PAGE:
Monthly Archives: April 2014

Ficus pleurocarpa (Moraceae)

This endemic strangling fig tree, very descriptively named the banana fig, is one of FNQ’s more beautiful fig trees. The large and elongated (~5cm long) figs ripen into a nice dark red, and when you bite into one of them, … Continue reading

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Dysoxylum latifolium (Meliaceae)

This native mahogany tree is not a particularly well known species, or at least it must be considered so dreary as to not deserve a common name. In some respects, this species looks more like a member of the Sapindaceae … Continue reading

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Dysoxylum gaudichaudianum (Meliaceae)

This native species of mahogany is known as the Ivory Mahogany, and it has one of the largest leaves (in terms of length) of the native mahoganies. They can be readily distinguished by the size of the compound leaf and … Continue reading

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Dysoxylum pettigrewianum (Meliaceae)

This huge tree is also known as the Spur Mahogany, because of the large buttrees shaped as spurs that form at the base of the trunk. Another feature is that the leaf rachis is shallowly winged to the first pair … Continue reading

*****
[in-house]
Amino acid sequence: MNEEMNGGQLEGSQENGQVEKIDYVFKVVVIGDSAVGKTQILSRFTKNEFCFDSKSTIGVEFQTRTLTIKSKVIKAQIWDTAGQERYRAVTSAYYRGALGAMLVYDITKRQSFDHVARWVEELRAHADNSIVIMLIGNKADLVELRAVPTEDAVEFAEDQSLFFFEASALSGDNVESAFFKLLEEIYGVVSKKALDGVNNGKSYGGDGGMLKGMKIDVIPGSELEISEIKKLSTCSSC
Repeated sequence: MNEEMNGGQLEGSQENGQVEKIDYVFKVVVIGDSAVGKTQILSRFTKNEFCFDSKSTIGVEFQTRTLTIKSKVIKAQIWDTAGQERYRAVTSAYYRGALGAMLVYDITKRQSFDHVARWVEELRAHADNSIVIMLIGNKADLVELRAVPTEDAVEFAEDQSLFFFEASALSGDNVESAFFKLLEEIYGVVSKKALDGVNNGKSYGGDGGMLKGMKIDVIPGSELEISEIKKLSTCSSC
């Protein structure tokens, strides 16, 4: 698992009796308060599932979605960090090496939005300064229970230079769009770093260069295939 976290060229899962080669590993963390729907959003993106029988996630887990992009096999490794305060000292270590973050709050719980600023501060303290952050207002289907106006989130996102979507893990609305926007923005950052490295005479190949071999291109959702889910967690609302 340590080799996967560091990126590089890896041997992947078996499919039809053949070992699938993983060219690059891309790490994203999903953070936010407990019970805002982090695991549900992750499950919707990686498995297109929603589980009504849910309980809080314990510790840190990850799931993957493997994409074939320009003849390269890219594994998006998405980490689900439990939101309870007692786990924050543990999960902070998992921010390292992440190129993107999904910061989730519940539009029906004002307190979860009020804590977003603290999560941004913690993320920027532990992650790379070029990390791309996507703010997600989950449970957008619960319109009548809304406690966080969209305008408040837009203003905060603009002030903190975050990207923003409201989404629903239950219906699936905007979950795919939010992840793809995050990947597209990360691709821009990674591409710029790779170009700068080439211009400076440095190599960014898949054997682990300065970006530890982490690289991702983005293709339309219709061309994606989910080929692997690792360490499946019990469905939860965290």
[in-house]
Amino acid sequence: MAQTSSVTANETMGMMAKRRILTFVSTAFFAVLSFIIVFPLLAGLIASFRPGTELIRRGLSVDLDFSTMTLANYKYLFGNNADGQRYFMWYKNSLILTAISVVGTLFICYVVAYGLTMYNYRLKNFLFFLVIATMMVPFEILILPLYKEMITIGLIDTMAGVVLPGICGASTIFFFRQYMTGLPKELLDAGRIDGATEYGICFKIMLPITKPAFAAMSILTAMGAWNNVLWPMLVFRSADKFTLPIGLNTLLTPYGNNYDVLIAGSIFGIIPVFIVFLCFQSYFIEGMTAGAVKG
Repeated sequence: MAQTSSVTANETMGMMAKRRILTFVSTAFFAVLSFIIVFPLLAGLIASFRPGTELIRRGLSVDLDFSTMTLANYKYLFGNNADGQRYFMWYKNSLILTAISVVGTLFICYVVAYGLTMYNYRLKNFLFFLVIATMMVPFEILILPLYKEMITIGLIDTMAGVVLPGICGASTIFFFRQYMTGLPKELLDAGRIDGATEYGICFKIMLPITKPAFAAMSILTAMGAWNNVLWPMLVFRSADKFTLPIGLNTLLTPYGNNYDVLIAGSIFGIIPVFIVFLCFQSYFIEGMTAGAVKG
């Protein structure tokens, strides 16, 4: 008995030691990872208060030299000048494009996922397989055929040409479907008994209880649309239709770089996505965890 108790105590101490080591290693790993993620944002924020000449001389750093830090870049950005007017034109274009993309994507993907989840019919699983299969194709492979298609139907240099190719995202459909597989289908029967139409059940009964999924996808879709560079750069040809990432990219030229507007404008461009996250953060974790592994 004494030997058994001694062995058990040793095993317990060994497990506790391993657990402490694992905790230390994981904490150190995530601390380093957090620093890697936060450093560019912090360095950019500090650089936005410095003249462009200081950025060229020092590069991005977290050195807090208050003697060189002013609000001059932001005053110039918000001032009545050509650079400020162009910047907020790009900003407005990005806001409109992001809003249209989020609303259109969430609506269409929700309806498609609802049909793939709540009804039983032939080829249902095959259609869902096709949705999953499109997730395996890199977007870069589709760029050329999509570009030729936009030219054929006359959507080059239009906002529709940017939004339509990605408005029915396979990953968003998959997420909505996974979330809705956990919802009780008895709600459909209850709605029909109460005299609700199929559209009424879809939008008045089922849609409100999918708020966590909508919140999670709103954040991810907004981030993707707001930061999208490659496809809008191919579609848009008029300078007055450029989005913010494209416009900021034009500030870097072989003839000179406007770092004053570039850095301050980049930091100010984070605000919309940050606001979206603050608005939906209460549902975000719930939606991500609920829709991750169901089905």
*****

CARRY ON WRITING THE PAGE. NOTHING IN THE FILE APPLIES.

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Dysoxylum alliaceum (Meliaceae)

The leaves of D. alliaceum often do not have a terminal leaflet. When browken, the twigs have a somewhat garlic-like or onion-like smell.

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Dysoxylum parasiticum (Meliaceae)

Dysoxylum parasiticum or Yellow Mahogany can be distinguished by the hairy leaflets (particularly on the leaflet underside), and especially the rusty pores (lenticels) on the twigs and leaf rachis. Rusty pores (lenticels) on the twigs and leaf rachis. Leaflets

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Dysoxylum papuanum (Meliaceae)

Dysoxylum papuanum, the Spice Mahogany, is probably the easiest among the Dysoxylums to recognize. Leaflets are somewhat light green and thinner than the other Dysoxylums. Underside of leaflets Underside of leaflets and the terminal leaflet

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